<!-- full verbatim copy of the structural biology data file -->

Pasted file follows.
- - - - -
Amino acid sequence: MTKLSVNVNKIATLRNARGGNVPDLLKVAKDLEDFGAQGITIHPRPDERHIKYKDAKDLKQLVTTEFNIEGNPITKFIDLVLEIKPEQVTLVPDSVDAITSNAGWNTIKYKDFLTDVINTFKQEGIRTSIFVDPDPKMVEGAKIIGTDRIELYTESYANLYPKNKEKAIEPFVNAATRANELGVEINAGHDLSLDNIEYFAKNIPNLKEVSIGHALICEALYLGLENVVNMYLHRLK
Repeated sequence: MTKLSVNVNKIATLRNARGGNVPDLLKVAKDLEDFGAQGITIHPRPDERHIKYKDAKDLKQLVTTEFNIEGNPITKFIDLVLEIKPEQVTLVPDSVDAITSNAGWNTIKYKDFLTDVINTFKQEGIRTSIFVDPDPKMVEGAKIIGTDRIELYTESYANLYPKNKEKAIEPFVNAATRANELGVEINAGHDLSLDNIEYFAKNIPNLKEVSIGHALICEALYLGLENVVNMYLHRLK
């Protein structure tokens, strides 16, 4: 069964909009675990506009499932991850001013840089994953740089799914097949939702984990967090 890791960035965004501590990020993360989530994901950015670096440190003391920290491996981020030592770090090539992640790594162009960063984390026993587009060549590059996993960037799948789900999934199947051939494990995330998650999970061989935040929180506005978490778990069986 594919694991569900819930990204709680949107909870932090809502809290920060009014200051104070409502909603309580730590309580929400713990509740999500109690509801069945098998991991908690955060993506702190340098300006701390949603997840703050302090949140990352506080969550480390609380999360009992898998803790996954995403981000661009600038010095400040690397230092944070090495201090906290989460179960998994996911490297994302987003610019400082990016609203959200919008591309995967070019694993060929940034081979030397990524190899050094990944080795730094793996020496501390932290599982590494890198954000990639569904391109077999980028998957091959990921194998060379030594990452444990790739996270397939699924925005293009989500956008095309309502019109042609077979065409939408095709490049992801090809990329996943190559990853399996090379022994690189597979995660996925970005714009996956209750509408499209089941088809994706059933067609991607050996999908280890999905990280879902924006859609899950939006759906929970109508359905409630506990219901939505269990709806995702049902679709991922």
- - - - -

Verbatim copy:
Amino acid sequence: MTKLSVNVNKIATLRNARGGNVPDLLKVAKDLEDFGAQGITIHPRPDERHIKYKDAKDLKQLVTTEFNIEGNPITKFIDLVLEIKPEQVTLVPDSVDAITSNAGWNTIKYKDFLTDVINTFKQEGIRTSIFVDPDPKMVEGAKIIGTDRIELYTESYANLYPKNKEKAIEPFVNAATRANELGVEINAGHDLSLDNIEYFAKNIPNLKEVSIGHALICEALYLGLENVVNMYLHRLK
Repeated sequence: MTKLSVNVNKIATLRNARGGNVPDLLKVAKDLEDFGAQGITIHPRPDERHIKYKDAKDLKQLVTTEFNIEGNPITKFIDLVLEIKPEQVTLVPDSVDAITSNAGWNTIKYKDFLTDVINTFKQEGIRTSIFVDPDPKMVEGAKIIGTDRIELYTESYANLYPKNKEKAIEPFVNAATRANELGVEINAGHDLSLDNIEYFAKNIPNLKEVSIGHALICEALYLGLENVVNMYLHRLK
């Protein structure tokens, strides 16, 4: 069964909009675990506009499932991850001013840089994953740089799914097949939702984990967090 890791960035965004501590990020993360989530994901950015670096440190003391920290491996981020030592770090090539992640790594162009960063984390026993587009060549590059996993960037799948789900999934199947051939494990995330998650999970061989935040929180506005978490778990069986 594919694991569900819930990204709680949107909870932090809502809290920060009014200051104070409502909603309580730590309580929400713990509740999500109690509801069945098998991991908690955060993506702190340098300006701390949603997840703050302090949140990352506080969550480390609380999360009992898998803790996954995403981000661009600038010095400040690397230092944070090495201090906290989460179960998994996911490297994302987003610019400082990016609203959200919008591309995967070019694993060929940034081979030397990524190899050094990944080795730094793996020496501390932290599982590494890198954000990639569904391109077999980028998957091959990921194998060379030594990452444990790739996270397939699924925005293009989500956008095309309502019109042609077979065409939408095709490049992801090809990329996943190559990853399996090379022994690189597979995660996925970005714009996956209750509408499209089941088809994706059933067609991607050996999908280890999905990280879902924006859609899950939006759906929970109508359905409630506990219901939505269990709806995702049902679709991922």